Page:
It’s been fifteen years, and I have yet to be able to afford to build a fence.
Maybe, to some, the kinds of unfortunate choices I sometimes have to make are reason to judge me, to tell me I should give up my animals who love and trust me to someone who could do better by them…but I will never, ever give them up. When I adopted them, I committed myself in the same kind of way that I committed myself to my human babies. I would NEVER have managed to pass the kind of rigorous home study and interview my friend’s chosen shelter put her through. However imperfect a dog mom I am, I try to remember that when I found Chester 15 years ago, he was a tiny puppy someone had abandoned in my apartment complex parking lot, treated no better than trash. Somebody had hurt him, and the first thing he did after I found him was curl up by my leg and fall into the most exhausted puppy sleep I had ever seen. It was clearly the first time he had felt safe in a while. My friend Emily, who fosters animals for the Stokes County Humane Society in North Carolina, saw my sweet Ursa and her littermate in a box on the side of the road under a sign that said “Free Puppies”. (As legend has it, Em saw that sign while driving, slammed on her brakes, and screeched, “PUPPIES ARE NOT AN IMPULSE ITEM!”) She grabbed them and took them home with her. She spent weeks working with them daily, because they had been neglected and never socialized- they were completely terrified of people. Their mother was a full blooded fancy Cocker spaniel who got out one day, and had a romantic rendezvous with a handsome lab-looking fella who never took her out on a second date. Mama’s owner was so mad she didn’t have purebred puppies that were sellable, that she chose to just leave them out in her shed and ignore them, until she put them out by the road in that box.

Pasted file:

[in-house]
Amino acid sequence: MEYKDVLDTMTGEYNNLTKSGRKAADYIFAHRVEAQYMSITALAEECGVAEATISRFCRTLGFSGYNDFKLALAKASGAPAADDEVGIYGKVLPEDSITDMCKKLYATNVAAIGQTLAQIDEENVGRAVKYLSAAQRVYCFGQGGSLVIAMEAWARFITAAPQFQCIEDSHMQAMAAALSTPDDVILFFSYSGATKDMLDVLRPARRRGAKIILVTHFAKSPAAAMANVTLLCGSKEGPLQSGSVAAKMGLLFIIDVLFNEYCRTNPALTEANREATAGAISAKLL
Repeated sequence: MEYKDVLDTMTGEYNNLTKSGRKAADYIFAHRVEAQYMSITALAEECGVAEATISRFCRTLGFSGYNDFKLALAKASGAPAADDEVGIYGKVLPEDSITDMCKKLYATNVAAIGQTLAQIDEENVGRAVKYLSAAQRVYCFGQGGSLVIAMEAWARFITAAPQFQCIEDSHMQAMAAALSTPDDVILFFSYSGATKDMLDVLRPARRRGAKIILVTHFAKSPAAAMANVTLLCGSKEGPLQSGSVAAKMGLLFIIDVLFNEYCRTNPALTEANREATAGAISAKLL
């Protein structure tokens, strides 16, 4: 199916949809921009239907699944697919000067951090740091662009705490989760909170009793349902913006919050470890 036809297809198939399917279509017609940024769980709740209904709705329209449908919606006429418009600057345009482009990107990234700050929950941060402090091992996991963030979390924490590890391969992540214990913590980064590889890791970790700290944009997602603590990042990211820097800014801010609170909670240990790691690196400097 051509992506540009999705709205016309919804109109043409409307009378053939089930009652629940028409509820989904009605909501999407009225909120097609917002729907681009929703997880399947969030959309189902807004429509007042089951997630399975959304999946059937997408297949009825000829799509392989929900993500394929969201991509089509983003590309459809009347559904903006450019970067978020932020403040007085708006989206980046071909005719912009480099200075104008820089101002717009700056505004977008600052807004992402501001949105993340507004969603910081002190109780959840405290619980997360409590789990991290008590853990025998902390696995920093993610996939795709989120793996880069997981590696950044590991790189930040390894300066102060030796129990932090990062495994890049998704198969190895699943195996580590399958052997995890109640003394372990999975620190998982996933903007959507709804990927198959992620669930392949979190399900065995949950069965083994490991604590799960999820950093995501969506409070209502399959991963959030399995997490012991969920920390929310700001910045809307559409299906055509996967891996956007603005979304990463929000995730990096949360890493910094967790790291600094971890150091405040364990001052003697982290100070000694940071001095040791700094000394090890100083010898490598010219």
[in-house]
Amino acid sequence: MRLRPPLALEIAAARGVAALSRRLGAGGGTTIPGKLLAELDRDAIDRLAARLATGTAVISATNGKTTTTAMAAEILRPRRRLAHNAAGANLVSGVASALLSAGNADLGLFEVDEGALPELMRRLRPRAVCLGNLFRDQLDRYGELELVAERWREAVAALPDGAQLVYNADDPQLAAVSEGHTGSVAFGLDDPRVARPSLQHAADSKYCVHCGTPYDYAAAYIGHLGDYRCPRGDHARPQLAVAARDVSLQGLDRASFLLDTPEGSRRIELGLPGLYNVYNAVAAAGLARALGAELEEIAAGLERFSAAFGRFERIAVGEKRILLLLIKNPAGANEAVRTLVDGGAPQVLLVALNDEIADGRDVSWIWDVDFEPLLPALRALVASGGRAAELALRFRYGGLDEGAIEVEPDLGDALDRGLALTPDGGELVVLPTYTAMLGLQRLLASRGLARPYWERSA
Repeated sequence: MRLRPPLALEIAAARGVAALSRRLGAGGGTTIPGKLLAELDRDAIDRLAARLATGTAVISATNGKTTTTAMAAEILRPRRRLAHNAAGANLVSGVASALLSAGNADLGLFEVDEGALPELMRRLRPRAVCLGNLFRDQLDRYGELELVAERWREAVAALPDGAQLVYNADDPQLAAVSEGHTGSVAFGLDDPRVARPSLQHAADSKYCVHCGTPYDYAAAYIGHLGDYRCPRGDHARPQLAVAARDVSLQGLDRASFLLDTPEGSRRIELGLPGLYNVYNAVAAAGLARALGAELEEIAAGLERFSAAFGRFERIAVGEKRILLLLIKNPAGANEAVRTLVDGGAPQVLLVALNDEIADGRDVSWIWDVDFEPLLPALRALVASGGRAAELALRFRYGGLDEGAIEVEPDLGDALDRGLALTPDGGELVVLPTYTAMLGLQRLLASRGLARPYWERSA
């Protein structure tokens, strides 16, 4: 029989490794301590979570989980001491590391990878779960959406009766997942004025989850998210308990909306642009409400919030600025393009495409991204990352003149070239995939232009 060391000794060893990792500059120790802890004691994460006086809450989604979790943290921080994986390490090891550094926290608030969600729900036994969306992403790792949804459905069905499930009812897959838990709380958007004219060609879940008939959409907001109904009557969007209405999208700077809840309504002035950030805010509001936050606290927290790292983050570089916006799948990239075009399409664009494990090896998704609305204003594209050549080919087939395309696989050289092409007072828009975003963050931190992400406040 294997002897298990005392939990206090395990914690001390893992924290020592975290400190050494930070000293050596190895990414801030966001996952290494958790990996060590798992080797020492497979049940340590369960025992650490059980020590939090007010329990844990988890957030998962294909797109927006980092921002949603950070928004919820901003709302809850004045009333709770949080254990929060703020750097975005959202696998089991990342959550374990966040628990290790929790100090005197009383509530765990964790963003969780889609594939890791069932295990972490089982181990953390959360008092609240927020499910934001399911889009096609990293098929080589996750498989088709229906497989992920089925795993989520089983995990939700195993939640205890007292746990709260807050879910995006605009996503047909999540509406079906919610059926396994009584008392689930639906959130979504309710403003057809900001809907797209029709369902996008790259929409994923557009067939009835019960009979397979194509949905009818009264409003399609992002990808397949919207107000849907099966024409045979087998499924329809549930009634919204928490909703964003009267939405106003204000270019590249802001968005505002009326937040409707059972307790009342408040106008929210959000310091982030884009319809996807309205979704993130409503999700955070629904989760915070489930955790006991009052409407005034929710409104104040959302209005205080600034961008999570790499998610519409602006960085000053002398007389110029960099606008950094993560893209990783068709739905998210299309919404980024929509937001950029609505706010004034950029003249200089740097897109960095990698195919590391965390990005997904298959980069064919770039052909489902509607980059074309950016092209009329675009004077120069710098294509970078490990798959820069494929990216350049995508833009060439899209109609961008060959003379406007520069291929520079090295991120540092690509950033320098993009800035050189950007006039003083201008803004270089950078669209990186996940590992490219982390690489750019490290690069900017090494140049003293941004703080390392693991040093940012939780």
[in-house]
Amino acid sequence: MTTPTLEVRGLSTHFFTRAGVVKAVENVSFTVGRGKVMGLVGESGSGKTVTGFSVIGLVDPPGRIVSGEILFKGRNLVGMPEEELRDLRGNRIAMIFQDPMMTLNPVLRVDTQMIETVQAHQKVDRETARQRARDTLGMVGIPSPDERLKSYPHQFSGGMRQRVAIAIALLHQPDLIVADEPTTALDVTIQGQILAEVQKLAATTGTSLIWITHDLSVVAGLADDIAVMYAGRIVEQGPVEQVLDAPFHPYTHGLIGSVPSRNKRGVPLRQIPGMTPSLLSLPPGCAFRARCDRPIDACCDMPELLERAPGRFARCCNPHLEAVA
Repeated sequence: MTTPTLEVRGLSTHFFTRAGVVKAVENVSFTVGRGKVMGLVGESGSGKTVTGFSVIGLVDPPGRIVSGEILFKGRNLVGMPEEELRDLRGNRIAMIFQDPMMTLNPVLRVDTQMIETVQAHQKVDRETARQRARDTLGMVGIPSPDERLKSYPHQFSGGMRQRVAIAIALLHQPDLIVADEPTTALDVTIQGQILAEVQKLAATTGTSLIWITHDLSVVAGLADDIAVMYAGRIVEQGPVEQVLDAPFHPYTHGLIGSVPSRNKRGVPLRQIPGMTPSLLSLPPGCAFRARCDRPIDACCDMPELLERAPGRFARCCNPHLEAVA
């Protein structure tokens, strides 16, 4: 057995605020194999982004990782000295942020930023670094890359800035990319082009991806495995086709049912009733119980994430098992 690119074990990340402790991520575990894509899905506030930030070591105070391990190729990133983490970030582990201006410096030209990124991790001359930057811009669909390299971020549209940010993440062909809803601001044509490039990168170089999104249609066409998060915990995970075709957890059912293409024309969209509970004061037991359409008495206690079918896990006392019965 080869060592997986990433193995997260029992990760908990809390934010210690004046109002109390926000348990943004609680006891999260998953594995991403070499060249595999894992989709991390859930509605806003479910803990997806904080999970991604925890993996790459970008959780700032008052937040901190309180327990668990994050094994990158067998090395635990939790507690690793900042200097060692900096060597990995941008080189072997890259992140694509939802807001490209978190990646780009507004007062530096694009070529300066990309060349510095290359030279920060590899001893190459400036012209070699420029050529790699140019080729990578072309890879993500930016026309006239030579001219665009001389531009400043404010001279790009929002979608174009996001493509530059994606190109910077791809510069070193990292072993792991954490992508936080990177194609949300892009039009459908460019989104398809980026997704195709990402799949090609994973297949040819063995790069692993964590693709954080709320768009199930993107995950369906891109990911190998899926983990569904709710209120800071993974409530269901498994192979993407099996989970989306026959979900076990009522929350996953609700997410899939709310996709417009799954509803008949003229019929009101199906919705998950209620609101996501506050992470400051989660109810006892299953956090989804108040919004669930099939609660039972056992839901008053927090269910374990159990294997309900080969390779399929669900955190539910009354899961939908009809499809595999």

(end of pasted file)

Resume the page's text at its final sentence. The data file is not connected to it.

Photos of the kids- Meet Chester.
And here’s Ursa.
My dogs are loved beyond measure. They sleep in my bed with me. Animals annoy my husband, but he knows that you can’t have me if you don’t take my furballs along with me. Maybe I can’t afford doggy daycare, but I take a little extra time to say hello to them when I get home every day, because I know they’ve been lonely and missed me. I get up earlier than I’d like each morning because they love going walkies. They are usually happier to see me than any of my human family are. They don’t ask me to be perfect- they don’t care. They know that I love them, and that’s good enough. That’s all they want.
I often think about those two dogs that my friend hoped for. I hope the shelter managed to find that perfect fenced-in yard for them. After the loss they suffered in being given up like that, they deserved ACRES of fenced-in yard to run in. I also know that my friend’s apartment with its non-fenced yard would have been just as perfect for them, due to the love that was ready and waiting. If I were somehow forced to surrender my dogs, I know it would be a miracle to find someone who would be able and willing to take both of them so they could stay together. Ursa might be adoptable due to her sweet nature, but she also has a skin condition that makes her itch all the time, and she scratches and sheds like it’s going out of style. My sweet Chester would likely be euthanized because of his age, the fact that he has epilepsy and has to take maintenance meds daily, is deaf, and often gets confused. They’re imperfect, just as I am. I love them just the way they are, just like they love me.
They couldn’t care less about having a damn fence.